APs are a hive of innovation

I have spent a fair bit of time thinking lately about the industrious nature of alternative provision settings. Despite facing the same huge challenges around resources as mainstream schools, APs often deal with even higher levels of need around supporting behaviour, attendance and other types of pastoral services while needing to ensure academic progress. It has always been the case that APs can deliver excellent provision with benefits that feel very tangible to staff on the ground. However, it has been harder to evidence this in ways that funders, colleagues in mainstream education, parents (and sometimes students) can understand and value.

The LearnTrek team has been working alongside colleagues in AP settings for many years and we’ve always marvelled at the levels of ingenuity, resourcefulness and determination which exist among the professionals working in small, independent settings. When it comes to improving outcomes for children who don’t flourish in mainstream education alternative providers apply themselves to the challenges presented by an education landscape where its students are marginalised and where the commercial market finds little incentive to invest in finding solutions.

Between 2016-2023 I was privileged to be embedded in a small AP; in 2017, in response to the Green Paper on SEN and DisabilitySupport and Aspirations , the setting was working towards registration as an Independent Special School for children who have Social Emotional and Mental Health difficulties.

Curricclum can be the biggest challenge in AP

The biggest challenge for the team working on the application for registration, was in producing evidence of a fully sequenced curriculum. Leaders at the AP were confident that children were receiving a ‘broad and balanced’ offer which was entirely tailored to their needs and interests; qualifications were delivered in a range of responsive ways and students were making great progress.

As a team we’d spend many hours poring over the National Curriculum in an effort to understand what a fully sequenced curriculum would look like. We were daunted, to say the least, and it was clear why this format had not worked for our students in the past. We scoured the market for AP curricula which our work could fit into and, in 2015, we found nothing appropriate for our students. Leaders realised that the team would need to start from scratch and create a bespoke curriculum which would be structured enough to satisfy the DfE yet relevant and meaningful to our students’ and deliverable by our staff.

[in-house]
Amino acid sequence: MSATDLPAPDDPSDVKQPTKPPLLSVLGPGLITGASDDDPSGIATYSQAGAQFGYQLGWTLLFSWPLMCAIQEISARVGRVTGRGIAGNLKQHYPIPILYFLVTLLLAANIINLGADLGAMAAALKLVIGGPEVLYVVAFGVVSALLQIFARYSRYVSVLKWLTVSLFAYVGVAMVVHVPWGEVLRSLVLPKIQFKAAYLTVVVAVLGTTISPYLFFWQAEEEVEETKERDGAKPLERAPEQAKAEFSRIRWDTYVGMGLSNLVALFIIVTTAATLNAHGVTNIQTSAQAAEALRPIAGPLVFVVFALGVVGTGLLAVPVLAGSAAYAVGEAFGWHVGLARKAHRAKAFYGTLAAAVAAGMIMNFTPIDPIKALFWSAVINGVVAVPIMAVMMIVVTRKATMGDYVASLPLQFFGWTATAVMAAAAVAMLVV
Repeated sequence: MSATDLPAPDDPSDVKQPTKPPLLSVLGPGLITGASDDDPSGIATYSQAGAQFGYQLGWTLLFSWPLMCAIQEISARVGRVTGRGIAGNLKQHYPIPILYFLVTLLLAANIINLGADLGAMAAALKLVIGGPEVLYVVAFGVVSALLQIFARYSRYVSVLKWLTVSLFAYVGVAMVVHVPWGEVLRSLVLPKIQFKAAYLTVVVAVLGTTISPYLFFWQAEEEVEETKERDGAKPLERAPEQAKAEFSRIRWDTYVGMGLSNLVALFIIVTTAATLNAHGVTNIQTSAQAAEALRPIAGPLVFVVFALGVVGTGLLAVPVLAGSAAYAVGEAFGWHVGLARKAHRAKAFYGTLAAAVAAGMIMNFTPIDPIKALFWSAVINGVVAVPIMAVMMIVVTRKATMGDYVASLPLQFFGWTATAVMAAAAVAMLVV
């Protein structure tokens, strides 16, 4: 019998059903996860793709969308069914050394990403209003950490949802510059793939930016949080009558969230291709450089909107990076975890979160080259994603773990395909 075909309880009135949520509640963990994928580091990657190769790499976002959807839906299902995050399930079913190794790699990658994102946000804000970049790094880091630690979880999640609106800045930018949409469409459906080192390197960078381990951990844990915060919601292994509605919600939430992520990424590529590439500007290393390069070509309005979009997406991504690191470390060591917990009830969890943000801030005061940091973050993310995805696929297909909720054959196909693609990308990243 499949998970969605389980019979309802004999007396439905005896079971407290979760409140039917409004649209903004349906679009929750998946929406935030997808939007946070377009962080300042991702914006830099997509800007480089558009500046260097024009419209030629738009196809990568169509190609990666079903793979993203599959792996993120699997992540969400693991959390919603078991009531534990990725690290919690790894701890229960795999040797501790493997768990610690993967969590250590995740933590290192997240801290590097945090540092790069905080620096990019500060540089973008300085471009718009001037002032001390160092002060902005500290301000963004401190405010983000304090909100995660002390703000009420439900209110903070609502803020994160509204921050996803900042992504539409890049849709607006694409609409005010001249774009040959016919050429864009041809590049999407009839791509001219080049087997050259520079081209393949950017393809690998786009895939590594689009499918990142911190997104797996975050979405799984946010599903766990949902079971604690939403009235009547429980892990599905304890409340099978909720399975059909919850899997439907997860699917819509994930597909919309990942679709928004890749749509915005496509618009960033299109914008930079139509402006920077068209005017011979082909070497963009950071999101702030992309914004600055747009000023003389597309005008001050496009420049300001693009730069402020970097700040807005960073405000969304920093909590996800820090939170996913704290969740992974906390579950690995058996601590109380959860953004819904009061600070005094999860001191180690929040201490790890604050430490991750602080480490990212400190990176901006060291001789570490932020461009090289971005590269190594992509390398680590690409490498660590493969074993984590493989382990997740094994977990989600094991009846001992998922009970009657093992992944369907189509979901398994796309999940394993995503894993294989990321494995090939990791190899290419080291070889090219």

Innovation is a team sport

Lara Penfold was our Head Teacher and curriculum specialist at the time. Lara is a genius in assessing a problem, breaking it down into component elements and creating workable solutions; she also has an acute understanding of our students and a passion for working alongside them, helping them to recognise and fulfil their potential.  Our focus was on building a curriculum based on what students need and want, at school, in their families and communities and in the wider world. We wanted to deliver schemes of work which would build towards inspiring and achieving students’ aspirations for their future. 

Our discussions were lively and often more ‘stream of consciousness’ than efficiency demanded; but this was part of the process of creative co-production and it took time. The work was hard and there were barriers along the way – not least in terms of capacity when we were all flat out running an AP. Time for the project was hard won and carved out of busy working weeks, – tasks often intruded on evenings and weekends too. The process was disrupted by the 70% of AP life which cannot be planned, such as responding to incidents, safeguarding concerns and so on.  

We thought about what’s important to our students, and we asked them about this. We talked to parents, our staff team and colleagues who are external stakeholders in our work. We thought about our history and our values as an organisation; we thought about the world at large and what our students needed to succeed in it. I remember I’d read  Al Gore’s The Future: Six Drivers of Global Change around that time and, much to the occasional exasperation of my colleagues, I took my learning from this into our curriculum development conversations! 

Alternative provision progress tracking is essential 

Together we created a programme which we all believed in, which could be delivered in ways to engage students and could flex to their needs. The curriculum has developed organically since then in response to lessons learned, changing educational landscape and the demands of the world outside school. The piece of work we did together at this setting is one example of the many brilliant solutions  created across the country in small, independent provisions whose passion and talent more than make up for barriers they face.

Out of these collaborations LearnTrek has been developed to deliver alternative provision progress tracking, including student progress and AP impact. We count ourselves lucky to be part of the journey of many small settings whose work generates magic out of challenge and adversity – a hidden hive of excellent practice that deserves to be celebrated.